Tuesday, June 8, 2010

On a peace of cloth...

It's just extremely annoying to stumble again and again on such nonsense as this
Modesty is key, especially in developing countries. Until recently all women in Afghanistan had to cover themselves from head to toe by law. It is obvious to the locals if you are a Westerner but you’ll avoid most stares if you don’t look like a rich one that flaunts it. Having a scarf with you is good in Morocco and Egypt as well.

For one thing, I don't know what's more annoying, to associate Morocco to Afghanistan in the same paragraph, or Morocco to Egypt in the same sentence :p
But seriously, I pity the poor traveller taking that advice seriously In Morocco. At best it will win her amused stares, at worst annoyance. No gold star for the culturally sensitive traveller, too bad.
So let's get this sorted. To interpret and dress for the occasion is a basic social skill, true for everyone everywhere. Everyone knows that what you wear for a job interview, for slouching at home, for clubbing are not interchangeable, that a swimsuit is OK on the beach, not so down-town etc.. So why the hell everyone assume that what a scarf, veil, whatever you chose to call it, means the same in Paris, Casablanca, Cairo or Kuala Lumpur?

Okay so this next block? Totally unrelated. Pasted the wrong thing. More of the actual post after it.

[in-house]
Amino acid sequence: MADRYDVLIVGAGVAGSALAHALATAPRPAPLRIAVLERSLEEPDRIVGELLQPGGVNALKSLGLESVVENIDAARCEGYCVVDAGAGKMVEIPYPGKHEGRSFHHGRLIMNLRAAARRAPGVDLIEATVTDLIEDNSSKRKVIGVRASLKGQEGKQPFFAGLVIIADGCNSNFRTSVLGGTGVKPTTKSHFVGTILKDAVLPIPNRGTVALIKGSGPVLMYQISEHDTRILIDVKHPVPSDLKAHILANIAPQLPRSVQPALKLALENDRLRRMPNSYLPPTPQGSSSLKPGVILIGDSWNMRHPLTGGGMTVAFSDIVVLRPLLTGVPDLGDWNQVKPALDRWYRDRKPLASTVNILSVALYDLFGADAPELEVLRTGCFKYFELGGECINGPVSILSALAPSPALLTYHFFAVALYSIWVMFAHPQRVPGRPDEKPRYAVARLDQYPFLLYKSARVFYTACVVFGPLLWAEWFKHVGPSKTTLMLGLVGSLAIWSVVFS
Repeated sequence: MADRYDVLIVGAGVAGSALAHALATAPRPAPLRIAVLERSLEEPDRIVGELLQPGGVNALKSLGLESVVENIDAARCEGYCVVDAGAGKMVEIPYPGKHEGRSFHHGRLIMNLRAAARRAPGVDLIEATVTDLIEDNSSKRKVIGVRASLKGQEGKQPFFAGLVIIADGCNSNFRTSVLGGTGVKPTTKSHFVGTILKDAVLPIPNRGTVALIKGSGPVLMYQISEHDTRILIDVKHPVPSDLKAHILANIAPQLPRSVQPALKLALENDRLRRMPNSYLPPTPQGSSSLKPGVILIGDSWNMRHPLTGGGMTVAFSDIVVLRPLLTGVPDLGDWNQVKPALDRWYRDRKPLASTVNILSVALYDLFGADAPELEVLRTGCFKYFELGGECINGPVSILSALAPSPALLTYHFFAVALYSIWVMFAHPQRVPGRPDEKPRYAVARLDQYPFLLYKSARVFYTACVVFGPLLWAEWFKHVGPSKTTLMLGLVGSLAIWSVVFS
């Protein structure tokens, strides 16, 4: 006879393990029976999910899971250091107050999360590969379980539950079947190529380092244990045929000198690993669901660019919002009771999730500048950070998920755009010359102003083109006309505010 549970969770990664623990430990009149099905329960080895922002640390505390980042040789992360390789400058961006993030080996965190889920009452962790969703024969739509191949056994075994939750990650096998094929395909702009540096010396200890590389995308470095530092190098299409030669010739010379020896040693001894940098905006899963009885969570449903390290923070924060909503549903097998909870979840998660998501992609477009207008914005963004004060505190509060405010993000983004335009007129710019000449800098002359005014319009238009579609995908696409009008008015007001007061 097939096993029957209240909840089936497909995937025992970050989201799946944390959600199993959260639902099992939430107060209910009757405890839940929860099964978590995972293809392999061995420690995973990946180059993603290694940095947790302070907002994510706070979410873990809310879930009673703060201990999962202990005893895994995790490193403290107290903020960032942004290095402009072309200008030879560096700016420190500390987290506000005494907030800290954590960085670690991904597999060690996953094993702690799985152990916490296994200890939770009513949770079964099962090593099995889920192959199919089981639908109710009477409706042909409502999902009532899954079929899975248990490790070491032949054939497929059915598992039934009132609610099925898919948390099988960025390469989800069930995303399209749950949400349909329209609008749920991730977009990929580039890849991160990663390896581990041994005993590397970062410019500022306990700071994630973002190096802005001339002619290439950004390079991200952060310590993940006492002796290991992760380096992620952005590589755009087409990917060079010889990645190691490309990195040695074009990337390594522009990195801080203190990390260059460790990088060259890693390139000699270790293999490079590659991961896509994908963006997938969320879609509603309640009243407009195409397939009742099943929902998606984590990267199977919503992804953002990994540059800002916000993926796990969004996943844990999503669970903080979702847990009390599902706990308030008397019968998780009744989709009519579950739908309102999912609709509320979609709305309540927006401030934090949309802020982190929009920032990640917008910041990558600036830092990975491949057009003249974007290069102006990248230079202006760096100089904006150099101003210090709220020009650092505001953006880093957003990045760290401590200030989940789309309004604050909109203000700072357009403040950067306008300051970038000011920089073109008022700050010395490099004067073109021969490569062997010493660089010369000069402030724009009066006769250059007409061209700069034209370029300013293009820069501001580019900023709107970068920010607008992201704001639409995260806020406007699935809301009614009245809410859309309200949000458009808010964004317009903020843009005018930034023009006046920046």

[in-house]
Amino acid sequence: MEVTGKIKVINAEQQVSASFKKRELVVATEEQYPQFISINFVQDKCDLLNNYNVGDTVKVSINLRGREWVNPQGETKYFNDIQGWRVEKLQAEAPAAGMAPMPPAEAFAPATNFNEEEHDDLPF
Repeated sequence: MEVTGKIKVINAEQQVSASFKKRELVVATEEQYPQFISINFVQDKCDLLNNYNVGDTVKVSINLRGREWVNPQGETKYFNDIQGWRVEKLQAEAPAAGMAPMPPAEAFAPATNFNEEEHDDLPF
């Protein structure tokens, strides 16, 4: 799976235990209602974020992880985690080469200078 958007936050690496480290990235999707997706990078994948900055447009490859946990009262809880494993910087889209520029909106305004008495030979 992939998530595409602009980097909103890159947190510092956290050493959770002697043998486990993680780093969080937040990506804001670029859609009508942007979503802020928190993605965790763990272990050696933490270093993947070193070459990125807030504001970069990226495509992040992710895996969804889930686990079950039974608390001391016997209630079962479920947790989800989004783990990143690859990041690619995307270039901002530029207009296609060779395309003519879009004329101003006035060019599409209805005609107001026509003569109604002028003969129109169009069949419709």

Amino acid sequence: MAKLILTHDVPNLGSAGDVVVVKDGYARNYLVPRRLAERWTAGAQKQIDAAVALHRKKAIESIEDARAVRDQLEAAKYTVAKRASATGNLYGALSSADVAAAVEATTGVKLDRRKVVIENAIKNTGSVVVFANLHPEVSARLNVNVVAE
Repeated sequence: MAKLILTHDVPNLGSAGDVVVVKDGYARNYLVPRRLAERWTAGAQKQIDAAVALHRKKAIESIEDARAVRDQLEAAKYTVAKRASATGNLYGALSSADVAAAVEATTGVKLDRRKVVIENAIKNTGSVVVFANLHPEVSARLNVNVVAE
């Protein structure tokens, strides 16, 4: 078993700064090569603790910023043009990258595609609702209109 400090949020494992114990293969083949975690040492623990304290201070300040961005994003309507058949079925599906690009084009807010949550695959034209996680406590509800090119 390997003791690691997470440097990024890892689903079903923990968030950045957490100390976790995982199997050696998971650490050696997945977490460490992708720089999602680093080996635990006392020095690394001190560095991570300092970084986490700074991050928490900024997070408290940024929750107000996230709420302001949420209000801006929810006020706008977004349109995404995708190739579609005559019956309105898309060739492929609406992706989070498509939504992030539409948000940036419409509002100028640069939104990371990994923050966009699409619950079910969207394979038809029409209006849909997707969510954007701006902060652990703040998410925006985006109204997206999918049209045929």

Actually I can't think of anything more versatile...
In Europe, it's seen generally as a sign of being a practising Muslim, and specifically as a sympathizer to some kind of political Islam. It's probably true, or mostly true, most of the time. Meanwhile, other minority Hijabs are conveniently ignored or lazily misinterpreted.
A long time ago a came across this caricature classifying types of Syrian Hijab.

Some of them are lost on me, not being familiar enough with Syrian society, others are common in Morocco too. But to give an example to what some scarf-dress-attitude combinations might mean in a Moroccan context:

Ok guys, now I want to settle down and get married, serious prospective husbands only.

Brr! It's freezing!

I really need to find time for the hairdresser

I just can't believe I found the perfect shade of blue to go with the hand bag and the shoes, wait until Samira see it

Too bad guys, I'm off market now, I just got married.

So clean, so smooth, that Hammam session was so good and this double protection is draught proof.

Do I have enough Shuriken?


Seriously, a dress code is a language of a sort, if you just pick any word combination of in a foreign language, you end up talking gibberish. Incidentally, scarf wearing female tourist is screaming: I'm ignorant, well intended, but still ignorant.

My advice if you're a female tourist in Morocco , wear something your fiancé won't feel embarrassed presenting you to his parent in it. Simple right?

1 comment:

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